Subiaco

March 13th, 2018

We just finished chanting vespers with the monks. The sun set a few minutes ago, and now there is clear, dark sky over Subiaco Abbey. It’s going to be cold tonight. We may be in the middle of Arkansas, but it still feels like we are in Wisconsin. There will be frost on the car windows when we get up 5:00 AM to go to lauds. I expect that I will be able to see plenty of stars in the sky when Karin and I walk from the retreat house to the church.

Karin and I have been coming to Subiaco for years. The abbey is located in the Arkansas River Valley, west of Little Rock. The Ozarks rise up on both sides of the valley. The terrain is rugged, and often wooded. The monastery is 140 years old. It has massive stone buildings, and a peaceful atmosphere. The abbey is nearly midway between our house and Hans’ home in Texas. It makes for a good rest stop when we travel to visit our son.

The abbey was founded by Swiss monks 140 years ago. Arkansas is almost overwhelmingly Protestant; most people being Baptist or some flavor of Pentecostal. There is a thin strip of Catholics along the Arkansas River near Subiaco. These Papists are descendants of German immigrants who decided to become neighbors of the Calvinist locals.

There is a cemetery at the abbey that dates back almost one hundred years. Some of the tombstones go way back. The oldest markers are written in Latin. For the word “born”, they used “natus”. “Ordained” is “ordinatus”. “Died” is “mortuus”. The graveyard is a solemn place, but not depressing. The men who are buried there gave their lives for a cause. Their  lives meant something.

Besides the Benedictine monks, there are usually visitors at the abbey’s retreat center. Most of these folks are older. Monasteries tend to attract a more mature segment of the overall population. However, there is also a prep school located at Subiaco. So, there are scores of high school kids on the campus. To be honest, I prefer to hang out the young folks. Karin and I ate some of our meals in the cafeteria with the students.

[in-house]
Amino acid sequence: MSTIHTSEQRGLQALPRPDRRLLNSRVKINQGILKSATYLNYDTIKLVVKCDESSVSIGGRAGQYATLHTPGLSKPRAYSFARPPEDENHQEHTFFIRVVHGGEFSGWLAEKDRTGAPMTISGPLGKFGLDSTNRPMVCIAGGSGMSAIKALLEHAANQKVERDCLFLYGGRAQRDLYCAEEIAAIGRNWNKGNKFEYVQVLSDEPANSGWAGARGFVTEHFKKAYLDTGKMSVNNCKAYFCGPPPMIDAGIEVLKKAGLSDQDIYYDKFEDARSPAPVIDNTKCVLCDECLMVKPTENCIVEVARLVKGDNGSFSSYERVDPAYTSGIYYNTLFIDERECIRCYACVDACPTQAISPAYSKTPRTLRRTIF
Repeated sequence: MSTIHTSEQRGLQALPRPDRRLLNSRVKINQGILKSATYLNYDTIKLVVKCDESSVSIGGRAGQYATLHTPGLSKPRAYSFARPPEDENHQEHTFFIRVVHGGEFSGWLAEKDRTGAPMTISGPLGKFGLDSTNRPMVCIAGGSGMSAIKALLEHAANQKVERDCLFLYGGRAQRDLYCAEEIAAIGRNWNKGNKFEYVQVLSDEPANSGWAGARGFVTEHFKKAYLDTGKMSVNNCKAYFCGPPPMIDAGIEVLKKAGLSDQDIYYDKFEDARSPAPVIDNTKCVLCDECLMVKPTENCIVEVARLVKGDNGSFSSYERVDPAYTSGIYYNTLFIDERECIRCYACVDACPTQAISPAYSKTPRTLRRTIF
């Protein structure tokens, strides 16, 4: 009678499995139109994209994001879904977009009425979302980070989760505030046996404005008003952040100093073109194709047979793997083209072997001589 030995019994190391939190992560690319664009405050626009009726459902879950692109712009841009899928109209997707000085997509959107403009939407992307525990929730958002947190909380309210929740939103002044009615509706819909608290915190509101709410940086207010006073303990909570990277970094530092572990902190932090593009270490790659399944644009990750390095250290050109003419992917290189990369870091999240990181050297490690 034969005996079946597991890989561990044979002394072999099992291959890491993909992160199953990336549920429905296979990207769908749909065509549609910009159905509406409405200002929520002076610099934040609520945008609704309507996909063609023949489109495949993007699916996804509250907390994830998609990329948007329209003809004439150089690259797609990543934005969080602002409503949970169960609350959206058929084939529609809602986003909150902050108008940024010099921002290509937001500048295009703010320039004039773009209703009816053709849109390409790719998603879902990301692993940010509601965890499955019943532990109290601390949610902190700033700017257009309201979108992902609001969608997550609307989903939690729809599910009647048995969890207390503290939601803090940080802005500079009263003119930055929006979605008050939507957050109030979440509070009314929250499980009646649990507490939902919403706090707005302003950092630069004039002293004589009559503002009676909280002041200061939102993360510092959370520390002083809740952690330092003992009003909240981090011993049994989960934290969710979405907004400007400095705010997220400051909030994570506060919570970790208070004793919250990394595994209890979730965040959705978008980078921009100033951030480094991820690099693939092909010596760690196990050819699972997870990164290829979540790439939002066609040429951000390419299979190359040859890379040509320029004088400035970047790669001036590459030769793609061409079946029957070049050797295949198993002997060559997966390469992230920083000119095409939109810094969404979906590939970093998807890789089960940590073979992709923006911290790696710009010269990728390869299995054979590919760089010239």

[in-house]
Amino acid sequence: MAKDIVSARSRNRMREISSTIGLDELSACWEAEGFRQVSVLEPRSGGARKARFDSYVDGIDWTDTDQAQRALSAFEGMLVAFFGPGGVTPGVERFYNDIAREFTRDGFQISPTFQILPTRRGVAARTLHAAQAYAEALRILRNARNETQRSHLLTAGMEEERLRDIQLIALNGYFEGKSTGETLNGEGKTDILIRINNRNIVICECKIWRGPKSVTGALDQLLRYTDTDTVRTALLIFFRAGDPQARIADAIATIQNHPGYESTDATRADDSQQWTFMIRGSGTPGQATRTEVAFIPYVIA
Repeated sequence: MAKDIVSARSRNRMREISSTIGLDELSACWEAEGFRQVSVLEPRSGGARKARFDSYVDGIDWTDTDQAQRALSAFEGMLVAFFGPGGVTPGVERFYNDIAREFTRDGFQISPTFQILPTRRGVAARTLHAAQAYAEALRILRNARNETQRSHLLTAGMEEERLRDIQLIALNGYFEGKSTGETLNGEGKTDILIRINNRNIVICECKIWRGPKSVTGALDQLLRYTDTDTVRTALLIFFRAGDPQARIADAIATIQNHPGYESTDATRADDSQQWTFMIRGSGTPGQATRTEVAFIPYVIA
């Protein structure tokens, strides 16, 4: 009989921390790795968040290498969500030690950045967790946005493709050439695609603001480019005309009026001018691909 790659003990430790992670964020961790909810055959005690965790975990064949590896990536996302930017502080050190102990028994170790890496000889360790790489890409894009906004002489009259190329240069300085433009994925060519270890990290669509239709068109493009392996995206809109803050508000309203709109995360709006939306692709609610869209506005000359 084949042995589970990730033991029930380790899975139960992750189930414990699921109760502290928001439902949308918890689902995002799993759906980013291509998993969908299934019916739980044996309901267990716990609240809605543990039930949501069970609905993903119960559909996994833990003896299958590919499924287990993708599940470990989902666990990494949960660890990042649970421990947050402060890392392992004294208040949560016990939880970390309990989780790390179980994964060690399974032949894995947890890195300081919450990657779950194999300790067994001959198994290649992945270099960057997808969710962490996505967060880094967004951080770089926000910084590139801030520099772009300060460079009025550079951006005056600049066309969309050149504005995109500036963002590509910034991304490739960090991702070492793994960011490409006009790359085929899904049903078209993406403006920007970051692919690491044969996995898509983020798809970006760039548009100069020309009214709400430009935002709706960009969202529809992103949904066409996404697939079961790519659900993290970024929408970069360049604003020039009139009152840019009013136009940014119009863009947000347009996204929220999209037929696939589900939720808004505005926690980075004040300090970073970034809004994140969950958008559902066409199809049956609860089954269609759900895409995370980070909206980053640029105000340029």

I am not sure why all these boys are here. (By the way, the Subiaco student body is entirely male.) Some of the young men are from the local area. Many of them are from overseas, from China in particular. I get the impression that some of the parents just don’t want these teens at home. Nothing says “I love you” like sending your son thousands of miles away.

The Chinese kids are probably at Subiaco because the parents have business interests in the U.S., and they want the young lads to learn English and become familiar with the American culture. These parents also want to ensure that their little boys don’t get into trouble. God knows that there are not many opportunities for mischief around Subiaco. The closest town is Paris, AR. That burg can boast of having a Dairy Queen and a Dollar General store.

I observed the students in the cafeteria while we dined with them. The scene reminded me of my time at West Point. A lot of the boys were wearing their school colors: blue and orange. Some were dressed in tan-colored slacks, white button down shirts, Navy blue blazers, and fluorescent orange ties. It occurred to me that school uniforms and prison uniforms are similar in many ways, and perhaps serve the same purpose.

I am soooooo glad that I am not their age. They all had that look that told me they were simultaneously cocky and terrified. They have all sorts of things ahead of them, and they have no fucking clue. Sadly, their mentors at the school probably don’t have a clue either. I have already made most of my decisions: worked a job, found a spouse, built a house. As for raising our kids, that is still a work in progress. However, I have played most of my cards in life. Hopefully, most of the drama is in the past.

The church at Subiaco is an impressive Romanesque structure. It contains beautiful stained glass windows. Most of the windows somehow refer to the founder of the order, St. Benedict. Across from each other are two large rose windows: one depicts St. Benedict, and the other shows his sister, St. Scholastica. Under the image of St. Scholastica are three windows that display the three members of the Holy Family: Jesus, Mary, and Joseph. The three windows below the image of St. Benedict show the three members of the Holy Trinity: the Father, the Son, and the Holy Spirit. I like that balance.

Karin and I prayed the psalms with the monks four times a day. The monks used Gregorian chant. There is an ancient harmony and beauty to those chants. The voices reach back across the centuries. There is a sense of continuity in the musical tradition.

It was good to be there.

 

 

 

 

 

 

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